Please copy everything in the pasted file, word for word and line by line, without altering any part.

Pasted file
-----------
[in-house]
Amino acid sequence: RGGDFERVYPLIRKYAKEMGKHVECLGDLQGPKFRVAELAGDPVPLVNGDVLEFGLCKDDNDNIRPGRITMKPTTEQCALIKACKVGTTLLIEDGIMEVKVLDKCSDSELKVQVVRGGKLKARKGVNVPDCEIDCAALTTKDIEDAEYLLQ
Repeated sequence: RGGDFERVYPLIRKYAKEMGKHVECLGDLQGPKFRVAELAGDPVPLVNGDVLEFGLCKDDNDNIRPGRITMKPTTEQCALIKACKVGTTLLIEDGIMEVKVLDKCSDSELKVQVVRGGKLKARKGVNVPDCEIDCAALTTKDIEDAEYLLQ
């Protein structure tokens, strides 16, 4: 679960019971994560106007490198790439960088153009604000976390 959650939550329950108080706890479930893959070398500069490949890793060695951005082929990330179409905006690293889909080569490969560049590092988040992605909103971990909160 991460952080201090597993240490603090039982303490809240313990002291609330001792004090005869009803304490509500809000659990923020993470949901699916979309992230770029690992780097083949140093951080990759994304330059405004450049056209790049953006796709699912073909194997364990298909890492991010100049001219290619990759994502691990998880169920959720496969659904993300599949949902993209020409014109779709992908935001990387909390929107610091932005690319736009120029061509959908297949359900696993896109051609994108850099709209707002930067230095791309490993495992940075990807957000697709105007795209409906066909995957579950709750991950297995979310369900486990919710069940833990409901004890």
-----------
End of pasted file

[in-house]
Amino acid sequence: RGGDFERVYPLIRKYAKEMGKHVECLGDLQGPKFRVAELAGDPVPLVNGDVLEFGLCKDDNDNIRPGRITMKPTTEQCALIKACKVGTTLLIEDGIMEVKVLDKCSDSELKVQVVRGGKLKARKGVNVPDCEIDCAALTTKDIEDAEYLLQ
Repeated sequence: RGGDFERVYPLIRKYAKEMGKHVECLGDLQGPKFRVAELAGDPVPLVNGDVLEFGLCKDDNDNIRPGRITMKPTTEQCALIKACKVGTTLLIEDGIMEVKVLDKCSDSELKVQVVRGGKLKARKGVNVPDCEIDCAALTTKDIEDAEYLLQ
């Protein structure tokens, strides 16, 4: 679960019971994560106007490198790439960088153009604000976390 959650939550329950108080706890479930893959070398500069490949890793060695951005082929990330179409905006690293889909080569490969560049590092988040992605909103971990909160 991460952080201090597993240490603090039982303490809240313990002291609330001792004090005869009803304490509500809000659990923020993470949901699916979309992230770029690992780097083949140093951080990759994304330059405004450049056209790049953006796709699912073909194997364990298909890492991010100049001219290619990759994502691990998880169920959720496969659904993300599949949902993209020409014109779709992908935001990387909390929107610091932005690319736009120029061509959908297949359900696993896109051609994108850099709209707002930067230095791309490993495992940075990807957000697709105007795209409906066909995957579950709750991950297995979310369900486990919710069940833990409901004890």